Journal 3

Journal 3 - young writers. I agree. In my view, the types...

Info iconThis preview shows page 1. Sign up to view the full content.

View Full Document Right Arrow Icon
Kyle Garrity Professor Dorothy Howell EN-102-03 Journal 3 due 2/11/08 In the Introduction to "They Say/I Say": The Moves That Matter in Academic Writing, Gerald Graff and Cathy Birkenstein provide templates designed to aid students in writing academically. Specifically, Graff and Birkenstein argue that the types of writing templates they offer are a great help in transforming students into academic writers. As the authors themselves put it, "In our view, the above template and the others in this book will actually help your writing become more original and creative, not less" (10) Although some people believe the templates actually take away from personal creativity, Graff and Birkenstein insist that the templates do in fact assist in developing creativity. In sum, then, their view is that templates will only help develop creativity in
Background image of page 1
This is the end of the preview. Sign up to access the rest of the document.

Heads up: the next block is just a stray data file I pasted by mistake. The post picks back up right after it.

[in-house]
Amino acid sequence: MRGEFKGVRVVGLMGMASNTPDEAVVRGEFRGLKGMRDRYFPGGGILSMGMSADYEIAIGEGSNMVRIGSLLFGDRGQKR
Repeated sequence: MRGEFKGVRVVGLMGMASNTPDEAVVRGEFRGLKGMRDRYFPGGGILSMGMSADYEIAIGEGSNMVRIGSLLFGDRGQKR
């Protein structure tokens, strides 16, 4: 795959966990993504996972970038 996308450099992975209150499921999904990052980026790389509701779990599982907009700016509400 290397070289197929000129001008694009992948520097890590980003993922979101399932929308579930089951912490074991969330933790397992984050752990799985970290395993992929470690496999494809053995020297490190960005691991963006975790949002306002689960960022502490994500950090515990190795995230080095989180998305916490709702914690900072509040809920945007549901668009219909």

Unformatted text preview: young writers. I agree. In my view, the types of templates that the authors recommend allow beginner writers to organize their thoughts while allowing them to see where to provide creativity. For instance, many writers have a problem getting their thoughts down on paper, so the templates would help them organize ideas and visualize the essay. In addition, templates allow focus on creativity and not organization or sentence structure. Some might object, of course, on the grounds that all students will have the same essay structure which takes away from originality. Yet I would argue that writers still have the chance to be creative by really thinking about what to fill in. Overall, then, I believe that templates help avoid writer's block and quickly and easily assist amateur writers into becoming academic writers....
View Full Document

This essay was uploaded on 04/07/2008 for the course EN 101 taught by Professor Nelson during the Fall '07 term at Quinnipiac.

Ask a homework question - tutors are online